The multiple-comparisons problem: Because Bayesian methods directly compute the relative performance of all variants together, and not just pairwise comparisons of variants, experimenters don’t have to perform multiple comparisons of variants to understand how each is likely to perform. Additionally, Bayesian methods don’t require advanced statistical corrections when looking at different slices of the data. In hypothesis testing approaches, however, statistical corrections are needed when you look at the data in different ways, and most tools don’t do this. Random chance can always still produce “clear” results if you look at your data in enough slices, but we try to minimize the chances of this happening.
Speed and accuracy: Because we more accurately model the performance of all variants together over time (and aren’t just performing pairwise comparisons on the totals), we’re not subject to a “one-size-fits-all” frequentist approach. So, we’re often faster when your data is consistent, particularly in low-volume environments, and more accurate when it’s not.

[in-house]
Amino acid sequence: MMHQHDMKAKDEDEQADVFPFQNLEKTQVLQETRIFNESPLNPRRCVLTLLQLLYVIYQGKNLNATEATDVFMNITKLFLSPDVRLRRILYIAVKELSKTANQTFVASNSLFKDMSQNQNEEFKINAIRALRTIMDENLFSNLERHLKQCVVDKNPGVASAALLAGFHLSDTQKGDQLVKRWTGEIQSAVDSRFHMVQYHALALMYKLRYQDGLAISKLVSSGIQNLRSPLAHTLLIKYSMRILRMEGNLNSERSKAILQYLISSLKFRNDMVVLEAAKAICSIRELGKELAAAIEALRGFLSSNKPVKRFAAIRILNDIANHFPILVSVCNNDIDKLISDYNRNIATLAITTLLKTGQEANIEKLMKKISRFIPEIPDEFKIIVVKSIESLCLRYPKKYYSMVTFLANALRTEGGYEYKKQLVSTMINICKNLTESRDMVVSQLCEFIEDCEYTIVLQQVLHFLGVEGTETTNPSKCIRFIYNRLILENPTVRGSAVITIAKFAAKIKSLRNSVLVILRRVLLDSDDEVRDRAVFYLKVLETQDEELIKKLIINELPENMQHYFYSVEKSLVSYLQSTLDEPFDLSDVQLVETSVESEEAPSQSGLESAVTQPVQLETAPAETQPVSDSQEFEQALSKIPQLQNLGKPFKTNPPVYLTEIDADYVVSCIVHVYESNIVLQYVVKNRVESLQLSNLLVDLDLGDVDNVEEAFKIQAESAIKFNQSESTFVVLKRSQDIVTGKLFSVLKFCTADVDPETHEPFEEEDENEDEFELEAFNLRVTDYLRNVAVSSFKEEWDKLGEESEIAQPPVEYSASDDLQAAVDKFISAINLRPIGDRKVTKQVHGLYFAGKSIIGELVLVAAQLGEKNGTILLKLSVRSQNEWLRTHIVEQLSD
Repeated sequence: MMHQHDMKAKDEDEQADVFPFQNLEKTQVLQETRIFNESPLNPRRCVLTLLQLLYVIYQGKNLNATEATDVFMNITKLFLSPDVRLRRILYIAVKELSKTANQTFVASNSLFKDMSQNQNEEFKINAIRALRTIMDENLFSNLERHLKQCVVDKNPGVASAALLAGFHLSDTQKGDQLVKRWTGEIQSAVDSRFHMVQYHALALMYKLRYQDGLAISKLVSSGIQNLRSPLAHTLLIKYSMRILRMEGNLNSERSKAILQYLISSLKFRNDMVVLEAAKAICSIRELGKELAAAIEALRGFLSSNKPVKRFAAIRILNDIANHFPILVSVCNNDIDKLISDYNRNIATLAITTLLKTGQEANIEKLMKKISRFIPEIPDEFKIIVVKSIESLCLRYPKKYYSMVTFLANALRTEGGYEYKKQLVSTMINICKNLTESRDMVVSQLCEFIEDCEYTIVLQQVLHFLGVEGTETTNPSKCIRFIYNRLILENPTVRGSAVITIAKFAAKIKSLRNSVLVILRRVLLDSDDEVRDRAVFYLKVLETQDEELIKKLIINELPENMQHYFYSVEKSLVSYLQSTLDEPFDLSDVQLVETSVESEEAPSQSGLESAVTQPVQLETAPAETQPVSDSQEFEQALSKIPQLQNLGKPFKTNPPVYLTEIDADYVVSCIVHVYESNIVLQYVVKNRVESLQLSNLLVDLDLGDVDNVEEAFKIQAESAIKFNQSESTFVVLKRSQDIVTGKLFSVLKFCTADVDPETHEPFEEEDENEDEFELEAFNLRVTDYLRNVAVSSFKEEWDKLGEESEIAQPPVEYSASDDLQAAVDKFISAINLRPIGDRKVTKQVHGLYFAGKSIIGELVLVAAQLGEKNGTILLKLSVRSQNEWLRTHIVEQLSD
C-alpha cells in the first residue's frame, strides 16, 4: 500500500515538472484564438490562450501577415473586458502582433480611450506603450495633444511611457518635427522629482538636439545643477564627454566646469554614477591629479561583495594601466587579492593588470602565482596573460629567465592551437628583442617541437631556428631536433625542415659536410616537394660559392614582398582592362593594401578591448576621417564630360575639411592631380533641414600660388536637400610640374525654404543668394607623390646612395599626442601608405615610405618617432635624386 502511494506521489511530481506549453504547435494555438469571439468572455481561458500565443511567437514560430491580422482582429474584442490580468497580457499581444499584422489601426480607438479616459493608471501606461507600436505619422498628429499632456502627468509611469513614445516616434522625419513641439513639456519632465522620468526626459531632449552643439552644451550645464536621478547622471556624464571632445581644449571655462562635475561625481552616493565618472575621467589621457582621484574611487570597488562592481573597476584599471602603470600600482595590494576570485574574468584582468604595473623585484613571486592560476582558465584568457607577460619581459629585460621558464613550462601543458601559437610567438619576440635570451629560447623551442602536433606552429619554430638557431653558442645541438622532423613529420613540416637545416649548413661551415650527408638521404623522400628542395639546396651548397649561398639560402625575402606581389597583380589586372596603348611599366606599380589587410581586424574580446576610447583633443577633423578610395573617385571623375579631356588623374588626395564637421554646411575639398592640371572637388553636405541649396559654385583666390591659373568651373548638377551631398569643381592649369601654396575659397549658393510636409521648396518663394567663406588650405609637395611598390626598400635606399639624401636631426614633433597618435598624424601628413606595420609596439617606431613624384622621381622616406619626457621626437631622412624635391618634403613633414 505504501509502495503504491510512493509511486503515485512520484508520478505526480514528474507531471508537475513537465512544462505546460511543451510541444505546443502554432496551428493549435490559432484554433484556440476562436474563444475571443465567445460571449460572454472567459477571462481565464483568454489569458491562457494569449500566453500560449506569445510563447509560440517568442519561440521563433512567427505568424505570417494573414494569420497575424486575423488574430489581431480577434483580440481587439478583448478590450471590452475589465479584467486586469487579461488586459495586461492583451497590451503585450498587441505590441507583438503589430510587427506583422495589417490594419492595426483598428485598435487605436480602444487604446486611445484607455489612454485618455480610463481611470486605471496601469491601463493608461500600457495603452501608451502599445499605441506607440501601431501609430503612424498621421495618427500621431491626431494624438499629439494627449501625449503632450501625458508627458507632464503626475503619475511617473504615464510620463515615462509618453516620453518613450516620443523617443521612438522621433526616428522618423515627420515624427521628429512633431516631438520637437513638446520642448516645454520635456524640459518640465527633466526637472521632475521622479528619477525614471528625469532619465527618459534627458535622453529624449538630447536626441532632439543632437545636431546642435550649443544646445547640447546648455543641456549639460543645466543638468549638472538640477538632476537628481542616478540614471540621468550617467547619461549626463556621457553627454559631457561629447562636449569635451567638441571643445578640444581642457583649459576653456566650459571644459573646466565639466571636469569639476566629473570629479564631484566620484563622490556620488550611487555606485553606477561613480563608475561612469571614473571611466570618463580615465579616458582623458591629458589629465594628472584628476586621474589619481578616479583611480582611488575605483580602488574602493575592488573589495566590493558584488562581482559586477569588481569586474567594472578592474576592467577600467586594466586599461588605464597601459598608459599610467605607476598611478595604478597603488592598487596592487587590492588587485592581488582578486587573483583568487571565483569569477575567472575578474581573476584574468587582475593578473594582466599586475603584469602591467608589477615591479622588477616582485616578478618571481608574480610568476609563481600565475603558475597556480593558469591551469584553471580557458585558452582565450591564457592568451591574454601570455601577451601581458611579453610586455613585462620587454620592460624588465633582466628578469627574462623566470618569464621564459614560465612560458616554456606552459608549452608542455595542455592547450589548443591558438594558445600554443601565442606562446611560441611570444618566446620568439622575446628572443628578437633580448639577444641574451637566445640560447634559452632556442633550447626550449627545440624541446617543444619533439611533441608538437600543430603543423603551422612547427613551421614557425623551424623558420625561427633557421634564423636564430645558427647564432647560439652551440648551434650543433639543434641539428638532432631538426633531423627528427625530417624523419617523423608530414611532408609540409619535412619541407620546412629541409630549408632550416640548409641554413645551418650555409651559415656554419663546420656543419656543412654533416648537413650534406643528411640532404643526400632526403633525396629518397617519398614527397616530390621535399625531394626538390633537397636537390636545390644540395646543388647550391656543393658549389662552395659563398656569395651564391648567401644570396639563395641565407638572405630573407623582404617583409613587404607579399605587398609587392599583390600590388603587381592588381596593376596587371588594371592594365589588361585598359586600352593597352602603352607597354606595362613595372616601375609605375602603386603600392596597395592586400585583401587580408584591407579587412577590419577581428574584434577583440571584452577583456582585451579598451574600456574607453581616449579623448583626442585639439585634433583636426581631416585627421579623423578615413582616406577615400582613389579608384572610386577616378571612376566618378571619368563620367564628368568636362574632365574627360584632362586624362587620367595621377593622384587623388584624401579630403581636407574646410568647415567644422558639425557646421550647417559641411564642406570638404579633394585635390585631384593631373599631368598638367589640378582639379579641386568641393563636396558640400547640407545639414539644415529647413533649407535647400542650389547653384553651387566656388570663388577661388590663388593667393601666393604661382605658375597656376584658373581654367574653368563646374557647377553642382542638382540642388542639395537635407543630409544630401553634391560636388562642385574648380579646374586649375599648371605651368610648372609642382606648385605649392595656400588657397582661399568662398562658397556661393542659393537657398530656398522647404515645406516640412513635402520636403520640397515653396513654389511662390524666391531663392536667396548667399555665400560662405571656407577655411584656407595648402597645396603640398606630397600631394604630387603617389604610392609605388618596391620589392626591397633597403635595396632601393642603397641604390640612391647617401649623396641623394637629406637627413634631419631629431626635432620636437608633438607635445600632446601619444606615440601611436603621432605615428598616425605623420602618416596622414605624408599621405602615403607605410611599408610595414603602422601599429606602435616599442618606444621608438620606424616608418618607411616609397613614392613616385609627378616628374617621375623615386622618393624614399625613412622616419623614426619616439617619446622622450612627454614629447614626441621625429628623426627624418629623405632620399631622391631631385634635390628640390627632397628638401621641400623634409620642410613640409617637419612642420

Traffic changing over time: We use advanced models that assume that time can affect the results of your experiment. We factor that assumption in and include it in our analysis, to give you the best results that are more likely to hold true over time.
Multivariate testing: Optimize’s approach can learn about both the performance of combinations against each other, and about the performance of a variant across various combinations. As a result, we can run all combinations, but find results much more quickly than an equivalent A/B test.
This FAQ article is part of a series of FAQ articles on Optimize statistics and methodology. Here are the other FAQs: